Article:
The theme has often emerged at my workshops and especially with regard to losing weight. Some people who want to lose weight and who feel they don’t have much self-love (not everyone, of course…we’re all different in our own ways) don’t want to love themselves because they fear that self-love will make them love themselves so much that they won’t want to change. Since losing weight has been such an important thing for them, the result is a resistance to doing any self-love work.

But this is where the Acceptance Paradox works. When you do accept who you are, and how you are, even make a start and try to find something good or beautiful in yourself, spontaneous change begins. This influx of self-love gives birth to inspired change. We start to make healthier choices.

Rather than self-love resulting in not losing weight through becoming so comfortable with yourself, self-love actually often leads to losing weight. But the very important distinction is that the weight loss isn’t in an attempt to be someone or something you’d love more, but originates from someone of something you’re starting to love, just as you are.

That’s how The Acceptance Paradox works.

Oh, and please know that I’m making quite a generalization here, touching on an issue that I know affects a lot of people. But I know others who would class themselves as overweight, but who are inspiring examples of self-love. I just wanted to make that distinction because overweight does not equate to low self-love. It’s simply something that is relevant to some people.

 

If you haven’t read ‘I Heart Me’ and would like a taster, you can read some of it here for free. Hopefully you’ll find something you’re looking for.

Love the Skin You’re In

smiley face stickyPart of self-love is loving yourself as you are. Nobody is perfect. We’re all human. We all make mistakes. It’s OK to be you, just as you are.

As many of my readers know, I’m all about self-love this year. My new book (I Heart Me: The Science of Self-Love) is out in October. One section of the book is called ‘Love The Skin You’re In’, which reminded me of the poem that my partner Elizabeth wrote for the positive self-image campaign, ‘Body Gossip’, which has now been performed by celebrities (YouTube link below).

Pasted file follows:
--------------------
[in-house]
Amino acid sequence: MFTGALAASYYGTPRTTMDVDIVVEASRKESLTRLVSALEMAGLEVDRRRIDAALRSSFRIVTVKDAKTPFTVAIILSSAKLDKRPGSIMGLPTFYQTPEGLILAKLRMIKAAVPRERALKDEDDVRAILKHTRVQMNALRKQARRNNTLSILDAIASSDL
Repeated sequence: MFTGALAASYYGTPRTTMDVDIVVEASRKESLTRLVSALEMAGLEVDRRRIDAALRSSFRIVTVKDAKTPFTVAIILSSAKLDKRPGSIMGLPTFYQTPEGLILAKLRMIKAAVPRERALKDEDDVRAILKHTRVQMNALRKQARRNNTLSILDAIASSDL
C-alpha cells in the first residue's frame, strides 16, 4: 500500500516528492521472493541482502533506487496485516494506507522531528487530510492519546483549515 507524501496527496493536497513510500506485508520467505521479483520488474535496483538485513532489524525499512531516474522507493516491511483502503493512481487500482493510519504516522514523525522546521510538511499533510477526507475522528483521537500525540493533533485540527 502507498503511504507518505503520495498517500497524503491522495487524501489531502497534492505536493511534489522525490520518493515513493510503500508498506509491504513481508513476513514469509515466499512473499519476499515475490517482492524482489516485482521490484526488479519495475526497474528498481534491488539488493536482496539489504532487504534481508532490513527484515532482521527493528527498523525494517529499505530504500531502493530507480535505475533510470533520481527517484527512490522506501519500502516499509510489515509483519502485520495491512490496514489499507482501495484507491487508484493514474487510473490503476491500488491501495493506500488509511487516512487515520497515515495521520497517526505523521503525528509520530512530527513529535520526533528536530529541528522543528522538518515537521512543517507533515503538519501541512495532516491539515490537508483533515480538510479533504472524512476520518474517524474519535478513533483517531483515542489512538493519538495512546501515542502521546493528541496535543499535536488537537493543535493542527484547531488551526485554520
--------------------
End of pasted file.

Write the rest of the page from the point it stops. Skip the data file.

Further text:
I’ve included it in the book but I just wanted to give you a sneaky look right now. It’s called, ‘Mocha Choca Latte, Yah Yah… Please’:

 

MOCHA CHOCA LATTE, YAH YAH… PLEASE

 

Yah, I’ll have a decaf extra skinny mocha choca latte please

My waist will be smaller to accentuate my double D’s!

 

You see, that’s the only part of me that’s allowed to be big

Otherwise the press will have a field day and call me a pig

 

They papped me on holiday, lying in the sun

Then proclaimed to the world, “Ha, look at her bum!”

 

In a terrible state I rushed to the gym

Pleading my trainer, “Please make me thin!”

 

The next two weeks I was worked to the bone

My ass, thighs and abs ordered to tone

 

My dairy became soya and steak became fish

The pounds were dropping off, I was getting my wish!

 

I grabbed my trainer and said, “You’re my hero!”

“I’ve dropped 3 dress sizes, I’m now a size zero!”

 

On top of the world, I attended a premiere

Expecting the press to say, “Wow, what a derriere!”

 

Instead though they didn’t and this is what I read,

“She looks like a rake and has a lollipop head”

 

Shocked and confused, just what the hell do they want?!

I thought I’d be praised for looking skinny and gaunt

 

What, I get slagged for being fat and for being thin?

Well I give up, I don’t know how to win

 

Now young girls are starving to look like me

Viewing my airbrushed pictures, if only they could see

 

That I have blemishes, lumps and bumps just like them

See if they could see that, well, maybe then

 

Things could change and we’d be allowed to be free

No dangerous diets and starving but we could just be

 

Whatever size we naturally are

And we’ll be admired from close-up and afar

 

They say that beauty is in the eye of the beholder

We should believe this, instead of looking over our shoulder

 

At who is thinner, prettier and who’s bones sticks out most

Its time to take a stand, I don’t wanna be a ghost!

 

When will we be happy with what we see in the mirror?

We are beautiful – let’s stop getting thinner and thinner!

 

You know what, forget what I ordered – for goodness sake

I’ll have a full fat latte – and a carrot cake!

 

A healthy balanced diet with a few treats thrown in

That’s the way to go – that’s the way to win!

 

So what if I have a few dimples on my thighs

It’s about time that magazines stopped telling lies

 

I’m taking a stand and being happy, not just thin

It’s time to be content with the skin that I’m in.

By Elizabeth Caproni

 

Links:
Here’s a YouTube video of the celebrity performance of the poem

Self-Love Workshops
Here’s a couple of links to some ‘I Heart Me: The Science of Self-Love‘ events I’m running:
1) Glasgow (weekend workshop) – 6 & 7th July 2013
2) Bridge of Allan (3-day intensive) – 8th – 10th November 2013
3) London (4-week course) – 23rd & 30th November 2013, 11th & 18th January 2014